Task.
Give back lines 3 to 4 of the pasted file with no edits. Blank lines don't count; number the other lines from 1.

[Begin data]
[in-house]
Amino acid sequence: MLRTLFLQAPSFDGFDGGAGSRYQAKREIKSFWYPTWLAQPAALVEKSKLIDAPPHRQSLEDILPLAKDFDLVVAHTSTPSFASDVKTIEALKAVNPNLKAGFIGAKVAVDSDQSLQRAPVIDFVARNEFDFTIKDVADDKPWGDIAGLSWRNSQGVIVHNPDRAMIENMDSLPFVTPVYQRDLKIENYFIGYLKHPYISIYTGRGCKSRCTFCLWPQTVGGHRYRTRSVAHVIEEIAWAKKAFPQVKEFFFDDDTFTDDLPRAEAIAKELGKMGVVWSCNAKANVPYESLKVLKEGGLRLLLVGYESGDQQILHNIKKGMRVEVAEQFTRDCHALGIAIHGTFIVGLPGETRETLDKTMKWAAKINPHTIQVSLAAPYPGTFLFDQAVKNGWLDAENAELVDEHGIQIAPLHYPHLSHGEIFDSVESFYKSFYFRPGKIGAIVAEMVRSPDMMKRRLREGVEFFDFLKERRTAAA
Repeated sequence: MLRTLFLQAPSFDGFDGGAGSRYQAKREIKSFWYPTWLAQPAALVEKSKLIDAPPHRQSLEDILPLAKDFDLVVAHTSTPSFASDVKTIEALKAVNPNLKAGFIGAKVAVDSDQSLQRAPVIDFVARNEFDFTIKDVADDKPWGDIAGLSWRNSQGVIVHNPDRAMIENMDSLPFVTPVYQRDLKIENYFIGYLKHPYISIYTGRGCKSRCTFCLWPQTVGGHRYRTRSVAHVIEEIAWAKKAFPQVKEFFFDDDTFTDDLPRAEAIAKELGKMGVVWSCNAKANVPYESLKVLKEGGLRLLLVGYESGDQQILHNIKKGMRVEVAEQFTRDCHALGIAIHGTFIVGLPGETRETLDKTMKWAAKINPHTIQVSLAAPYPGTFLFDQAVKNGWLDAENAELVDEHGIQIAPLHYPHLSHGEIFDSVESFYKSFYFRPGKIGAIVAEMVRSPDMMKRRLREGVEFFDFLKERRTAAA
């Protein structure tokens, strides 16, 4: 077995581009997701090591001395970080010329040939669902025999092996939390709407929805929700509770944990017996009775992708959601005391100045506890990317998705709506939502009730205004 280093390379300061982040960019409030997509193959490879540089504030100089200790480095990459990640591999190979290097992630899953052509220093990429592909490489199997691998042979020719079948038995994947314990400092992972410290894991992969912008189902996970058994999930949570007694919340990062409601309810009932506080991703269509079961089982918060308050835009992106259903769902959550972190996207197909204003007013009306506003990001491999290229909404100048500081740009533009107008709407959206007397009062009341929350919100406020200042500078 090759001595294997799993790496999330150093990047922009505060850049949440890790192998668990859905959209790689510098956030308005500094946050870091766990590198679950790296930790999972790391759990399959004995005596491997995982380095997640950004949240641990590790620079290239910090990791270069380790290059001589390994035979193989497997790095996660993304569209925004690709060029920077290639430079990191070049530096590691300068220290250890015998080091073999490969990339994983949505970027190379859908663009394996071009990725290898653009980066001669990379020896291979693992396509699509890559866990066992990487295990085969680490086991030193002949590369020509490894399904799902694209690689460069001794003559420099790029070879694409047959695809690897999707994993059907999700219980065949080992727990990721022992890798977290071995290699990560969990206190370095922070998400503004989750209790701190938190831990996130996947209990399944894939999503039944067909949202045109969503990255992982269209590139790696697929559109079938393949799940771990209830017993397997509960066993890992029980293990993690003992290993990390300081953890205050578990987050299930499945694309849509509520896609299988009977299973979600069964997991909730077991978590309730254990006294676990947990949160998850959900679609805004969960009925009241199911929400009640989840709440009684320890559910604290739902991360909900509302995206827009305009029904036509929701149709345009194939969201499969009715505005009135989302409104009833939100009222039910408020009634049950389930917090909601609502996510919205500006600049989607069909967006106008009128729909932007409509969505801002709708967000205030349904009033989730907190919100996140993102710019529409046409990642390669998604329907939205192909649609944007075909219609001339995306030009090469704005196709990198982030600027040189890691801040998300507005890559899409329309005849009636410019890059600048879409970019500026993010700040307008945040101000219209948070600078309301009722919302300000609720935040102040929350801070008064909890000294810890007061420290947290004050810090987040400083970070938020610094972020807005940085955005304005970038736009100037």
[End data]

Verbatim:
Repeated sequence: MLRTLFLQAPSFDGFDGGAGSRYQAKREIKSFWYPTWLAQPAALVEKSKLIDAPPHRQSLEDILPLAKDFDLVVAHTSTPSFASDVKTIEALKAVNPNLKAGFIGAKVAVDSDQSLQRAPVIDFVARNEFDFTIKDVADDKPWGDIAGLSWRNSQGVIVHNPDRAMIENMDSLPFVTPVYQRDLKIENYFIGYLKHPYISIYTGRGCKSRCTFCLWPQTVGGHRYRTRSVAHVIEEIAWAKKAFPQVKEFFFDDDTFTDDLPRAEAIAKELGKMGVVWSCNAKANVPYESLKVLKEGGLRLLLVGYESGDQQILHNIKKGMRVEVAEQFTRDCHALGIAIHGTFIVGLPGETRETLDKTMKWAAKINPHTIQVSLAAPYPGTFLFDQAVKNGWLDAENAELVDEHGIQIAPLHYPHLSHGEIFDSVESFYKSFYFRPGKIGAIVAEMVRSPDMMKRRLREGVEFFDFLKERRTAAA
């Protein structure tokens, strides 16, 4: 077995581009997701090591001395970080010329040939669902025999092996939390709407929805929700509770944990017996009775992708959601005391100045506890990317998705709506939502009730205004 280093390379300061982040960019409030997509193959490879540089504030100089200790480095990459990640591999190979290097992630899953052509220093990429592909490489199997691998042979020719079948038995994947314990400092992972410290894991992969912008189902996970058994999930949570007694919340990062409601309810009932506080991703269509079961089982918060308050835009992106259903769902959550972190996207197909204003007013009306506003990001491999290229909404100048500081740009533009107008709407959206007397009062009341929350919100406020200042500078 090759001595294997799993790496999330150093990047922009505060850049949440890790192998668990859905959209790689510098956030308005500094946050870091766990590198679950790296930790999972790391759990399959004995005596491997995982380095997640950004949240641990590790620079290239910090990791270069380790290059001589390994035979193989497997790095996660993304569209925004690709060029920077290639430079990191070049530096590691300068220290250890015998080091073999490969990339994983949505970027190379859908663009394996071009990725290898653009980066001669990379020896291979693992396509699509890559866990066992990487295990085969680490086991030193002949590369020509490894399904799902694209690689460069001794003559420099790029070879694409047959695809690897999707994993059907999700219980065949080992727990990721022992890798977290071995290699990560969990206190370095922070998400503004989750209790701190938190831990996130996947209990399944894939999503039944067909949202045109969503990255992982269209590139790696697929559109079938393949799940771990209830017993397997509960066993890992029980293990993690003992290993990390300081953890205050578990987050299930499945694309849509509520896609299988009977299973979600069964997991909730077991978590309730254990006294676990947990949160998850959900679609805004969960009925009241199911929400009640989840709440009684320890559910604290739902991360909900509302995206827009305009029904036509929701149709345009194939969201499969009715505005009135989302409104009833939100009222039910408020009634049950389930917090909601609502996510919205500006600049989607069909967006106008009128729909932007409509969505801002709708967000205030349904009033989730907190919100996140993102710019529409046409990642390669998604329907939205192909649609944007075909219609001339995306030009090469704005196709990198982030600027040189890691801040998300507005890559899409329309005849009636410019890059600048879409970019500026993010700040307008945040101000219209948070600078309301009722919302300000609720935040102040929350801070008064909890000294810890007061420290947290004050810090987040400083970070938020610094972020807005940085955005304005970038736009100037």